George Washington (February 22, 1732 – December 14, 1799) 

George Washington was an American soldier, statesman, and Founding Father who served as the first president of the United States from 1789 to 1797.

Appointed by the Continental Congress as commander of the Continental Army, Washington led the Patriot forces to victory in the American Revolutionary War,

and presided at the Constitutional Convention of 1787, which established the Constitution of the United States and a federal government.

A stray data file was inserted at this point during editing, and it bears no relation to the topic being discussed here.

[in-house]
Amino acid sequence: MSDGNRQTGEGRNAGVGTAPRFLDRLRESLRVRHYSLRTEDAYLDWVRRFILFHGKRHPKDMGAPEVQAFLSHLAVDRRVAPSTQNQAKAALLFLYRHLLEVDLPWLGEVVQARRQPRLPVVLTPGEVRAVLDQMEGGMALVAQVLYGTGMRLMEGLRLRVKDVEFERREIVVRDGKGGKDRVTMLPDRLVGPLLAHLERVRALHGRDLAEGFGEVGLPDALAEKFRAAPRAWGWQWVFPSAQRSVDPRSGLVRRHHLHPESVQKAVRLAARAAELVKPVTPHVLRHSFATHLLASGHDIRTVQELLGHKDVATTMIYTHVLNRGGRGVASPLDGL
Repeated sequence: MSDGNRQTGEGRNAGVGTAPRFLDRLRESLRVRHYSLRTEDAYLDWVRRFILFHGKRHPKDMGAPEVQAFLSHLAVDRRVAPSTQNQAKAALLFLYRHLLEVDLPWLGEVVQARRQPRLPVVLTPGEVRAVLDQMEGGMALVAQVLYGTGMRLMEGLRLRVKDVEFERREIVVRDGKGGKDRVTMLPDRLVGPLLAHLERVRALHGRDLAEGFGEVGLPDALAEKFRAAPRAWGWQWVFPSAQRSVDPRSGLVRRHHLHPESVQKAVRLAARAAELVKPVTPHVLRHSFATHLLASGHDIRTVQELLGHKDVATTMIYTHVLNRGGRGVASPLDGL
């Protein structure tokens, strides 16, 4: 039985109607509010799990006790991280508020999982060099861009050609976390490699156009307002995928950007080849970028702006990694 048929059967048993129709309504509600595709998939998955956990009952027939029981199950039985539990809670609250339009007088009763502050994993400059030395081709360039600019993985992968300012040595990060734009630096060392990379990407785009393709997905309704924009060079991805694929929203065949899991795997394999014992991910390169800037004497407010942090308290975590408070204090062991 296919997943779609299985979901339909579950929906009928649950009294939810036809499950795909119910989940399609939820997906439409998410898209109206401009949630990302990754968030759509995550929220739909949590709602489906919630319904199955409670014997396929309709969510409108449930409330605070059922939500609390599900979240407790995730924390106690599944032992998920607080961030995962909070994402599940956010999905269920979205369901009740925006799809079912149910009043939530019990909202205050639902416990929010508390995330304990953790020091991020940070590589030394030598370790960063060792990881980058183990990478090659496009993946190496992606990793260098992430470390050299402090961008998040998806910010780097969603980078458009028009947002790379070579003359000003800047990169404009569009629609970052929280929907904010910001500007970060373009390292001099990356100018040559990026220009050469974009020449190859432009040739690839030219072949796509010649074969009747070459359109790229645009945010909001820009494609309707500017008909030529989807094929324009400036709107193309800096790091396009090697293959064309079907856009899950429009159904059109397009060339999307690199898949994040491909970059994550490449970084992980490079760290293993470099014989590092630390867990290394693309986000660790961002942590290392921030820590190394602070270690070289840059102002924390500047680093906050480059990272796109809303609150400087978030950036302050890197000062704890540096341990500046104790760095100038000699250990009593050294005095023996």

Washington has been called the "Father of the Nation" for his manifold leadership in the formative days of the country.

Washington has been memorialized by monuments, a federal holiday, various media, geographical locations,

including the national capital, the State of Washington, stamps, and currency, and many scholars and polls rank him among the greatest U.S. presidents

In 1976 Washington was posthumously promoted to the rank of General of the Armies of the United States.